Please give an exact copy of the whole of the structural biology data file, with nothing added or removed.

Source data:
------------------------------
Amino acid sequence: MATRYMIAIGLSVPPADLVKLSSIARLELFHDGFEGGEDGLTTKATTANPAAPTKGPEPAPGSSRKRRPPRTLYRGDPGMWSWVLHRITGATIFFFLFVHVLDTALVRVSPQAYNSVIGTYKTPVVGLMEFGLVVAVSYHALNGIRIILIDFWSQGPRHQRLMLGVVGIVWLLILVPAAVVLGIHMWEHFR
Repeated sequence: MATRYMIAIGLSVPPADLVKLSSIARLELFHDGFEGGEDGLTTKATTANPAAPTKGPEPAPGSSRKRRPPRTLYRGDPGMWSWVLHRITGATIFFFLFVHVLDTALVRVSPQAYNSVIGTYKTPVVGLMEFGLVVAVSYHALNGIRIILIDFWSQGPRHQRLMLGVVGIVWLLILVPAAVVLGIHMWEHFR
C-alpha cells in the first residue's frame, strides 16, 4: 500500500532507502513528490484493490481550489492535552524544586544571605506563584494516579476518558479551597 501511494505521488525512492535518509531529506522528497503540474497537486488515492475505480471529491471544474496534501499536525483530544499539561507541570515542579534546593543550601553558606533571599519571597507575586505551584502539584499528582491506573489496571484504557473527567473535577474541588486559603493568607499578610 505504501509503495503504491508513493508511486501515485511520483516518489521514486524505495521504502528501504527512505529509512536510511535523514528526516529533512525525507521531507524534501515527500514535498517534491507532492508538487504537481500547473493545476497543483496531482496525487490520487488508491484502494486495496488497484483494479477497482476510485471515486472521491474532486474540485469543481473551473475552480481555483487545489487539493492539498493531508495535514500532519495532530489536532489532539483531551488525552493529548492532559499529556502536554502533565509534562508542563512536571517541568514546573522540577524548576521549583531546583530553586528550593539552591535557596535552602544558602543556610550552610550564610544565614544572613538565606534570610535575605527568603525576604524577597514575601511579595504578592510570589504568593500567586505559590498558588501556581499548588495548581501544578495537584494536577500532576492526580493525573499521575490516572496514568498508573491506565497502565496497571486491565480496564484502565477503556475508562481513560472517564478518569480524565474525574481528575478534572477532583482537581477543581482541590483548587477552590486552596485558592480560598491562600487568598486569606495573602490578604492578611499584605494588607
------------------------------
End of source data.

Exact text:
Amino acid sequence: MATRYMIAIGLSVPPADLVKLSSIARLELFHDGFEGGEDGLTTKATTANPAAPTKGPEPAPGSSRKRRPPRTLYRGDPGMWSWVLHRITGATIFFFLFVHVLDTALVRVSPQAYNSVIGTYKTPVVGLMEFGLVVAVSYHALNGIRIILIDFWSQGPRHQRLMLGVVGIVWLLILVPAAVVLGIHMWEHFR
Repeated sequence: MATRYMIAIGLSVPPADLVKLSSIARLELFHDGFEGGEDGLTTKATTANPAAPTKGPEPAPGSSRKRRPPRTLYRGDPGMWSWVLHRITGATIFFFLFVHVLDTALVRVSPQAYNSVIGTYKTPVVGLMEFGLVVAVSYHALNGIRIILIDFWSQGPRHQRLMLGVVGIVWLLILVPAAVVLGIHMWEHFR
C-alpha cells in the first residue's frame, strides 16, 4: 500500500532507502513528490484493490481550489492535552524544586544571605506563584494516579476518558479551597 501511494505521488525512492535518509531529506522528497503540474497537486488515492475505480471529491471544474496534501499536525483530544499539561507541570515542579534546593543550601553558606533571599519571597507575586505551584502539584499528582491506573489496571484504557473527567473535577474541588486559603493568607499578610 505504501509503495503504491508513493508511486501515485511520483516518489521514486524505495521504502528501504527512505529509512536510511535523514528526516529533512525525507521531507524534501515527500514535498517534491507532492508538487504537481500547473493545476497543483496531482496525487490520487488508491484502494486495496488497484483494479477497482476510485471515486472521491474532486474540485469543481473551473475552480481555483487545489487539493492539498493531508495535514500532519495532530489536532489532539483531551488525552493529548492532559499529556502536554502533565509534562508542563512536571517541568514546573522540577524548576521549583531546583530553586528550593539552591535557596535552602544558602543556610550552610550564610544565614544572613538565606534570610535575605527568603525576604524577597514575601511579595504578592510570589504568593500567586505559590498558588501556581499548588495548581501544578495537584494536577500532576492526580493525573499521575490516572496514568498508573491506565497502565496497571486491565480496564484502565477503556475508562481513560472517564478518569480524565474525574481528575478534572477532583482537581477543581482541590483548587477552590486552596485558592480560598491562600487568598486569606495573602490578604492578611499584605494588607